Inconsistent Adding of Words to a Custom Dictionary

by Allen Wyatt
(last updated May 10, 2014)

William wrote about a problem he was having adding certain words to his custom dictionary. Word inconsistently adds these words—including names and terms borrowed from other languages; some with accents—to the dictionary.

There are three potential causes of this problem. First, it is possible that your custom dictionary file is getting too large. This is unlikely, however, unless you are using Word 97. With this older version of Word there is a limit of 5,000 words in a dictionary and a maximum file size of 64K. If the size goes larger than that, Word ignores anything past the 64K limit. You should check, within Windows, the size of the file. If it is a size issue, your options are to either delete some words from the custom dictionary, or to start using a secondary custom dictionary file. This limitation does not apply to later versions of Word, where the file size and number of entries is essentially unlimited.

The second potential cause is more likely, however, given the fact that you are adding foreign-language words to custom dictionary. The custom dictionary is a plain-text file. Some foreign words cannot be properly represented in a plain-text file, and rely instead upon Unicode characters. When you add them to the dictionary, Word converts them to as close of an equivalent as it can, but the words are still not the same. When you later enter the same foreign word, it is marked as incorrect since that exact word—with its exact character coding—cannot be found in the dictionary. Unfortunately, there is no way around this problem in Word.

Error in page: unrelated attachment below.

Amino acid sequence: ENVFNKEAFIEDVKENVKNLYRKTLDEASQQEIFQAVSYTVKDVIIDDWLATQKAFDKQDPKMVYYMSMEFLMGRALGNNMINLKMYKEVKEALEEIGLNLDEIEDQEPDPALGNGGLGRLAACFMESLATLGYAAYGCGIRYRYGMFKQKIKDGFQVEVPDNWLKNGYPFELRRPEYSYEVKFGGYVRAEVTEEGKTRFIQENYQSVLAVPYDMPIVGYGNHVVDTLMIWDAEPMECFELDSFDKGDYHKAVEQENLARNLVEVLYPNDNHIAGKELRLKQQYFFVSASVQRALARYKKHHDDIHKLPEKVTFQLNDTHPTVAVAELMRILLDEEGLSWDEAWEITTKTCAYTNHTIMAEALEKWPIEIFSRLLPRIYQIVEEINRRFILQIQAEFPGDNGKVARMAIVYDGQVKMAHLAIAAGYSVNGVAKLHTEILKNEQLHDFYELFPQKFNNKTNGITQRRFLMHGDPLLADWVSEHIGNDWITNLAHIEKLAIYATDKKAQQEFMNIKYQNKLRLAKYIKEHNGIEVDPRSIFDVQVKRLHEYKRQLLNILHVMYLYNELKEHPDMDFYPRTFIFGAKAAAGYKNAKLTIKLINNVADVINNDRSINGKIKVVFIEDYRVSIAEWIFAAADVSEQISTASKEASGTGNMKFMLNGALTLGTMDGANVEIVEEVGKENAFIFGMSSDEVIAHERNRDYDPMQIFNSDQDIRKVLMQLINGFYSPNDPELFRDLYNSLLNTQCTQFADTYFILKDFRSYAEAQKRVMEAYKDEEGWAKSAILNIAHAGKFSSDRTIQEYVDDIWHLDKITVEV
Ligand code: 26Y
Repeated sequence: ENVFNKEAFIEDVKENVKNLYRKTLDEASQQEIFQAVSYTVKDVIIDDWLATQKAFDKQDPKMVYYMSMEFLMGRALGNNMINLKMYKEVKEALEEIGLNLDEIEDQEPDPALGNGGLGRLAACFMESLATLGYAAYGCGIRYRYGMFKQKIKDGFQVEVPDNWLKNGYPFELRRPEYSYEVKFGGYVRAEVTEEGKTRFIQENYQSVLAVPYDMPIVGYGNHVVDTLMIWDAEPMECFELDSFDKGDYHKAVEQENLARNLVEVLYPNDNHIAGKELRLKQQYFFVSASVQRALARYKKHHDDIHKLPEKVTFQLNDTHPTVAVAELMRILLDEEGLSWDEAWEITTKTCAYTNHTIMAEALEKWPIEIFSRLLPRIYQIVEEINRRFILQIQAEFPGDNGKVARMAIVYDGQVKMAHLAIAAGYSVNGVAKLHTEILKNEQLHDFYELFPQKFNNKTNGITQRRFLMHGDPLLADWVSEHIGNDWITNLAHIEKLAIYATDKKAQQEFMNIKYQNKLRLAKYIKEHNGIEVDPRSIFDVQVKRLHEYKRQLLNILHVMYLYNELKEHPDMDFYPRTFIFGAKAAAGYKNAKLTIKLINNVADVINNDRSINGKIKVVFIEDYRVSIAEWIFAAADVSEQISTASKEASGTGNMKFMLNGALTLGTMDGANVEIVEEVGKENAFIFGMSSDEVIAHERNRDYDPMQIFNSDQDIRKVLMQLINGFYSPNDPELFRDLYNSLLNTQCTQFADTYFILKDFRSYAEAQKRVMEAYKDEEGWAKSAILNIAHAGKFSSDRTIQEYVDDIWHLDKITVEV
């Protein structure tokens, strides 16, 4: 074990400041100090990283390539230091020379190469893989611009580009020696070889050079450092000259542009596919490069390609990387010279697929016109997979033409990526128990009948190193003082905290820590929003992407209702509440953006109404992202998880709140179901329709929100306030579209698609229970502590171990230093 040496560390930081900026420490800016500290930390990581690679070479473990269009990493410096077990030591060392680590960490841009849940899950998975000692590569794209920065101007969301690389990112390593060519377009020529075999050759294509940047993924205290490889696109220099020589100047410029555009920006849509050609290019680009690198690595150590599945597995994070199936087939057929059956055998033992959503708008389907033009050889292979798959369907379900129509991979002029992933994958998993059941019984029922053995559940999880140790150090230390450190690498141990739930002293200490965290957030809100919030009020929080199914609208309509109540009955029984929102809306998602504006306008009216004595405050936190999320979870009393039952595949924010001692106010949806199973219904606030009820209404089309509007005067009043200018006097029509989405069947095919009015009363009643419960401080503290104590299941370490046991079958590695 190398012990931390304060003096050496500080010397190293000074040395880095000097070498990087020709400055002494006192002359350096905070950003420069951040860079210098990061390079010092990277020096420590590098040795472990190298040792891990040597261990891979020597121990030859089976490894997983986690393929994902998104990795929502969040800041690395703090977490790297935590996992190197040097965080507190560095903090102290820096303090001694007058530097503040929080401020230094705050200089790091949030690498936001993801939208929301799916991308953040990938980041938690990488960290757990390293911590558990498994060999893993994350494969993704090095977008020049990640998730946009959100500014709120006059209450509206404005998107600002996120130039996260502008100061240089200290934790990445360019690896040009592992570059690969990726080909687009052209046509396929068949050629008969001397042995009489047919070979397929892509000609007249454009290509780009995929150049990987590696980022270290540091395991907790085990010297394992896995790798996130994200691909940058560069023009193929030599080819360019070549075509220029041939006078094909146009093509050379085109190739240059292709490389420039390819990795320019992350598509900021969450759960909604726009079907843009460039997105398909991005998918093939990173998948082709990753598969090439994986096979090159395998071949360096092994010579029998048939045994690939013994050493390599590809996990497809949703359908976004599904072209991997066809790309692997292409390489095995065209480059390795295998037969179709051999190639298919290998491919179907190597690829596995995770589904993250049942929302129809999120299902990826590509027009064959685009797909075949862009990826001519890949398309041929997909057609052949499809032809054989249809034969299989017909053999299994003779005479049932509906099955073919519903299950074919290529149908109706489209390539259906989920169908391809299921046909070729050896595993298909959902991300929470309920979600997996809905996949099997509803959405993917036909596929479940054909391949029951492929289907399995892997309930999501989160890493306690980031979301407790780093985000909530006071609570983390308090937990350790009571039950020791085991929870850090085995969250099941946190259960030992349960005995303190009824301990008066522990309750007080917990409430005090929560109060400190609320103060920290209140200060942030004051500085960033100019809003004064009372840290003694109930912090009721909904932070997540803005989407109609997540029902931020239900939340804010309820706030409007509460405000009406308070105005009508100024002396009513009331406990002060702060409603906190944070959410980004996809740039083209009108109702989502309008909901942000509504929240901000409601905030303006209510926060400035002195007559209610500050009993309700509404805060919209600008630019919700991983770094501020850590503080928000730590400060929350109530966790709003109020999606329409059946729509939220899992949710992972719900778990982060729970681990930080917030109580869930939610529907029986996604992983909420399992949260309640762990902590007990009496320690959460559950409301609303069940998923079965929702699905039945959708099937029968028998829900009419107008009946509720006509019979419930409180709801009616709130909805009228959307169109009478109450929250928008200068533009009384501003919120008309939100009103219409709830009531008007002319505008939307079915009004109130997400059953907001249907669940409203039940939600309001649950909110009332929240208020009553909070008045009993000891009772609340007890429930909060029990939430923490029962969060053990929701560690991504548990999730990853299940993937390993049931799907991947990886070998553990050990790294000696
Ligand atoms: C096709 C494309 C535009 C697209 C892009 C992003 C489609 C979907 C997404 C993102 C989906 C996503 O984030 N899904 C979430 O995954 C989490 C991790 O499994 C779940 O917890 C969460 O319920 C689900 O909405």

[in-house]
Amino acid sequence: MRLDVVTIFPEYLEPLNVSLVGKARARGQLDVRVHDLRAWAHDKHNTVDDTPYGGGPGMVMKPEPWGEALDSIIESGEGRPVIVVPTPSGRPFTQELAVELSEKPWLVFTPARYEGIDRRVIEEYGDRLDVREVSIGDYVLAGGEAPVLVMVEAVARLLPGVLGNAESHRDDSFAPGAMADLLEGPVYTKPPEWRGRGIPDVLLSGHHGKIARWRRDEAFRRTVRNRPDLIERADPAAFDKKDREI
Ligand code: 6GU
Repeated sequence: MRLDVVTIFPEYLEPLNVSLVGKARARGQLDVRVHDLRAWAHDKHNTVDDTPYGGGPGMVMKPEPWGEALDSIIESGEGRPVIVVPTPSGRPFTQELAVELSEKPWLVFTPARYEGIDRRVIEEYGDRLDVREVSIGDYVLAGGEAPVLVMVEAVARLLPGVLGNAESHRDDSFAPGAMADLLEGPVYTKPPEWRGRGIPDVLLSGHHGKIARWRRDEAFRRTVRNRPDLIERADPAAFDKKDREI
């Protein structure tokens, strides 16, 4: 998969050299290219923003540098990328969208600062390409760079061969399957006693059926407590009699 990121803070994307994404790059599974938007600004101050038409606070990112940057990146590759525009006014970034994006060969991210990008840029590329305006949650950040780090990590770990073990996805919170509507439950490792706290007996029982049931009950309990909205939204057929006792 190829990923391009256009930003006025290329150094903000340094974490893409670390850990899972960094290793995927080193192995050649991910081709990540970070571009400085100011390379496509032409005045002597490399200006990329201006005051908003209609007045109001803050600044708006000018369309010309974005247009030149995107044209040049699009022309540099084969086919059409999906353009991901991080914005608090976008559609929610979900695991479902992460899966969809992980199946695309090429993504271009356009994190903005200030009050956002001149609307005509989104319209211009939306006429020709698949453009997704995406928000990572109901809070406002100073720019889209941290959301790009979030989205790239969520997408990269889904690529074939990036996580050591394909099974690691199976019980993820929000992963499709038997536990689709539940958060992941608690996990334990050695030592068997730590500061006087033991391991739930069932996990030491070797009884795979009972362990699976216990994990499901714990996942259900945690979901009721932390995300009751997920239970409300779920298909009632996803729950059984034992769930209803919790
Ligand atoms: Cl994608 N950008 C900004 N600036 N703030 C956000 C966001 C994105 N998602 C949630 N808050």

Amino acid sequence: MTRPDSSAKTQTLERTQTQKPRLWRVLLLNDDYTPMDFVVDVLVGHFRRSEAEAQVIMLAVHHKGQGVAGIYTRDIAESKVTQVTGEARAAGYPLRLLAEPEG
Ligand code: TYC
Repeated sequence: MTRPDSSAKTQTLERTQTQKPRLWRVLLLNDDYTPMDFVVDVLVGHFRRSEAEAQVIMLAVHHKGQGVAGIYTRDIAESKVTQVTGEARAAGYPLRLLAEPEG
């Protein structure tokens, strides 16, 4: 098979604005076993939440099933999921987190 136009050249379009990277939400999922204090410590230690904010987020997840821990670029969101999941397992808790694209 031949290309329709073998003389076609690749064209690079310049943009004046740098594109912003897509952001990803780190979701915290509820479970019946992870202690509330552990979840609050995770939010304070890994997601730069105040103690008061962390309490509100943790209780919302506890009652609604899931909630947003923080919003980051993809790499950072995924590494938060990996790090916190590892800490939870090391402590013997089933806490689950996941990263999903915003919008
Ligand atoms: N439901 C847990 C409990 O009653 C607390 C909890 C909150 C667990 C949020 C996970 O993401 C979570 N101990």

The third potential cause is related to where Word stores its custom dictionary. Under certain circumstances, Word could create the custom dictionary in the wrong folder of your system. This can lead to potential problems, particularly when it comes to sharing the dictionary with other Office applications. The problem only seems to occur if you specify a non-standard location for the dictionary in the Tools setting of the File Locations dialog box. You can find more information about this problem in this Knowledge Base article:

WordTips is your source for cost-effective Microsoft Word training. (Microsoft Word is the most popular word processing software in the world.) This tip (1344) applies to Microsoft Word 97, 2000, 2002, and 2003.

Author Bio

Allen Wyatt

With more than 50 non-fiction books and numerous magazine articles to his credit, Allen Wyatt is an internationally recognized author. He  is president of Sharon Parq Associates, a computer and publishing services company. ...


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